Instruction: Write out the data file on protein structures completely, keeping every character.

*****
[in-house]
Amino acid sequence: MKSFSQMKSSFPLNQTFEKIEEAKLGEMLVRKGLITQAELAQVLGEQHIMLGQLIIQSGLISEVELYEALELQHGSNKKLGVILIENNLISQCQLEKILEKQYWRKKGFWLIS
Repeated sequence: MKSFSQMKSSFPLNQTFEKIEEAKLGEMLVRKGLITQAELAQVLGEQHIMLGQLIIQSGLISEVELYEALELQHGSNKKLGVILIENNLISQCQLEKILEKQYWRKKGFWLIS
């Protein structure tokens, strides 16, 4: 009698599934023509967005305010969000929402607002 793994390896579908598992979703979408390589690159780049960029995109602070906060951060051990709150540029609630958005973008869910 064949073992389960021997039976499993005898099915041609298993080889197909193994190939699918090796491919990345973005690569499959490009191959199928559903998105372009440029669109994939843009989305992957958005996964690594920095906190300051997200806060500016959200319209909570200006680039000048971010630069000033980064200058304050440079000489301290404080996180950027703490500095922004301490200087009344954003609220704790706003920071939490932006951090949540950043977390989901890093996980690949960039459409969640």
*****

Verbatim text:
[in-house]
Amino acid sequence: MKSFSQMKSSFPLNQTFEKIEEAKLGEMLVRKGLITQAELAQVLGEQHIMLGQLIIQSGLISEVELYEALELQHGSNKKLGVILIENNLISQCQLEKILEKQYWRKKGFWLIS
Repeated sequence: MKSFSQMKSSFPLNQTFEKIEEAKLGEMLVRKGLITQAELAQVLGEQHIMLGQLIIQSGLISEVELYEALELQHGSNKKLGVILIENNLISQCQLEKILEKQYWRKKGFWLIS
């Protein structure tokens, strides 16, 4: 009698599934023509967005305010969000929402607002 793994390896579908598992979703979408390589690159780049960029995109602070906060951060051990709150540029609630958005973008869910 064949073992389960021997039976499993005898099915041609298993080889197909193994190939699918090796491919990345973005690569499959490009191959199928559903998105372009440029669109994939843009989305992957958005996964690594920095906190300051997200806060500016959200319209909570200006680039000048971010630069000033980064200058304050440079000489301290404080996180950027703490500095922004301490200087009344954003609220704790706003920071939490932006951090949540950043977390989901890093996980690949960039459409969640």